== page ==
Fourth and lastly, knowing this about Gandalf helps explain in part his attachment to and involvement with Hobbits, in whom Tolkien says above that the theme of the “great policies of world history” being accomplished by the “seemingly unknown and weak” comes to be particularly manifest. Enfranchising and fellowshipping with Hobbits, in short, is “Secret Fire” work, something that helps round out Gandalf’s already christological typology: if you’ve seen Gandalf, you’ve seen the Secret Fire who sends him.

Rejoinders to Shippey’s dualistic reading of Tolkien

Tolkien’s metaphysics of evil, part 9

While many readers have been convinced by Tom Shippey’s dualistic reading of Tolkien, others have not found his thesis persuasive. Theologian Colin Gunton, for example, writes that he finds “somewhat more consistent a theology of evil in The Lord of the Rings than does Shippey,” whom Gunton faults for making “the mistake of drawing too absolute a distinction between ‘inner’ and ‘objective evil.”[1] Scott Davison has similarly repudiated Shippey’s thesis in favor of a consistently anti-Manichaean and Augustinian reading of Tolkienian evil according to which, in Davison’s words, “the more evil something is, the more nearly it approaches nothingness.”[2] John Houghton and Neal Keesee have taken a slightly different approach, arguing that the alleged tensions and ambiguities identified by Shippey in Tolkien’s account of evil are in fact already present in Neoplatonism, thus rendering Shippey’s Manichaean thesis otiose. Although Houghton and Keesee do not discuss the aforementioned, almost Gnostic dualism of Plato’s and Plotinus’s views of matter as an eternal and even necessary source of evil, they do note that the Platonic tradition recognizes that evil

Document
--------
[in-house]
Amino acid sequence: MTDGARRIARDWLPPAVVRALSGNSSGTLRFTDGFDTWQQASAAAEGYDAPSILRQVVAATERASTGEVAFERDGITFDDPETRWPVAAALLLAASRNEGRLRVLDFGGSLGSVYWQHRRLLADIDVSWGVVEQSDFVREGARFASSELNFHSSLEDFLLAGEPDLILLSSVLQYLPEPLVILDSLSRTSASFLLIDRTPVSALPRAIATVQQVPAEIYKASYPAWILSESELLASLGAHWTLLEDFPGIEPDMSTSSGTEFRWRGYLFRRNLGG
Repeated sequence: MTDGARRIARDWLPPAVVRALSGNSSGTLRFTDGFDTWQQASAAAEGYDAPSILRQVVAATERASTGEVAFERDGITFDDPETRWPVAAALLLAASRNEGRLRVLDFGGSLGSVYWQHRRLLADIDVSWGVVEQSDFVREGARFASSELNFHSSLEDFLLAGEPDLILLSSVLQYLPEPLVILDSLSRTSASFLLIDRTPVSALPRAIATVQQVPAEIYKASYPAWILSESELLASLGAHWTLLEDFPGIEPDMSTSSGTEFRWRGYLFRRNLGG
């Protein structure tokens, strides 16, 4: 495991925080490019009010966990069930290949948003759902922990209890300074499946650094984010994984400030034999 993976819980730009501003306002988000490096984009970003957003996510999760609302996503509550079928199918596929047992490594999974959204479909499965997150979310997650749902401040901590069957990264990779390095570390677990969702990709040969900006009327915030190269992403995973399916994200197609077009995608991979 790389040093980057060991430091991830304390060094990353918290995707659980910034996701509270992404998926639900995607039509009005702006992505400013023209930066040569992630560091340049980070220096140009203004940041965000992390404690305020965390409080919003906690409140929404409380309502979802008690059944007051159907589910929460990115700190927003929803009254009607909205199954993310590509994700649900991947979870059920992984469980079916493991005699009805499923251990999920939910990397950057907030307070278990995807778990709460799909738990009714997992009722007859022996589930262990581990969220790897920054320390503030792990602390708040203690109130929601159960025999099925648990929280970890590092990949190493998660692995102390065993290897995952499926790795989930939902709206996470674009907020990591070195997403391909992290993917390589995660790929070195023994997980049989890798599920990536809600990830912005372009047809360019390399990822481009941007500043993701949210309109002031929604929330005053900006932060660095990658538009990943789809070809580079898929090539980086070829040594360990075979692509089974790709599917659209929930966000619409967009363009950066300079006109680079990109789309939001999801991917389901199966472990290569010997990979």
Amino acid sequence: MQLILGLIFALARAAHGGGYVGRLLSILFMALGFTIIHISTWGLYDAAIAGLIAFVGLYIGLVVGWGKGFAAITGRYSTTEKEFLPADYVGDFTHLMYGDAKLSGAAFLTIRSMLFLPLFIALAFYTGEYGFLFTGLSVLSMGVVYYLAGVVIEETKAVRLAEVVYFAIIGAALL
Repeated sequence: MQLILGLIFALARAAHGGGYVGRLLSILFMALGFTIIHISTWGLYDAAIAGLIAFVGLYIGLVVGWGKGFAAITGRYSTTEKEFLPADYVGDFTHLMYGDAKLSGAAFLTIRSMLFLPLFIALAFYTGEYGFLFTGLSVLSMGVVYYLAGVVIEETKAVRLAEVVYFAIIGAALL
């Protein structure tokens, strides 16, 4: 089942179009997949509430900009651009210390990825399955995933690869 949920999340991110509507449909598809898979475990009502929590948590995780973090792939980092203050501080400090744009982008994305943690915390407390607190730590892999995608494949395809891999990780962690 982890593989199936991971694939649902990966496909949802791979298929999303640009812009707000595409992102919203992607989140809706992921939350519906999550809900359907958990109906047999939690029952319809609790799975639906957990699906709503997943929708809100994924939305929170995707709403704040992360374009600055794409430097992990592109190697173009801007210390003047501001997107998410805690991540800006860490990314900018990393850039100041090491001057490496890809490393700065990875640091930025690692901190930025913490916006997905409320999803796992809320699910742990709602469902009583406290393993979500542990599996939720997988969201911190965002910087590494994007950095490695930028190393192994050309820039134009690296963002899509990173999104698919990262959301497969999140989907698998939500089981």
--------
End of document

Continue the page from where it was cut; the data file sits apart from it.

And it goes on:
can nonetheless be both internal temptation and real external threat, leaving the evildoer both dead and alive, corrupted to the point of intangibility and yet truly dangerous, something to be both pitied for what it has lost and fought for what it is…. From Plato on, those who defend the position that Evil is nothing make consciously paradoxical, openly counter-intuitive, statements… The Neo-Platonic tradition, then, would teach us to see evil synoptically, if paradoxically…[3]

As for the climactic Sammath Naur scene at the end of The Return of the King discussed by Shippey, Houghton and Keesee show how Tolkien’s own interpretation of the scene in light of the sixth and seventh petitions of the Lord’s Prayer (“lead us not into temptation, but deliver us from evil”) belongs squarely within the tradition of Christian-Neoplatonic exegesis of this passage represented by St. Augustine and St. Thomas.[4] Houghton and Keesee conclude their study by affirming with Shippey that Tolkien does indeed offer “a complex and nuanced assessment of the nature of evil,” yet they object that “this view is not a departure from Boethius; it is consistently paradoxical rather than ambiguous or contradictory. Rooted firmly in the Neo-Platonic tradition, Tolkien… perceives evil’s true nature: nothing, yet paradoxically powerful.”[5]


[1] Gunton, “A Far-Off Gleam of the Gospel: Salvation in Tolkien’s The Lord of the Rings,” 140n6.

[2] Davison, “Tolkien and the Nature of Evil,” 102.

[3] Houghton and Keesee, “Tolkien, King Alfred, and Boethius,” 134-138.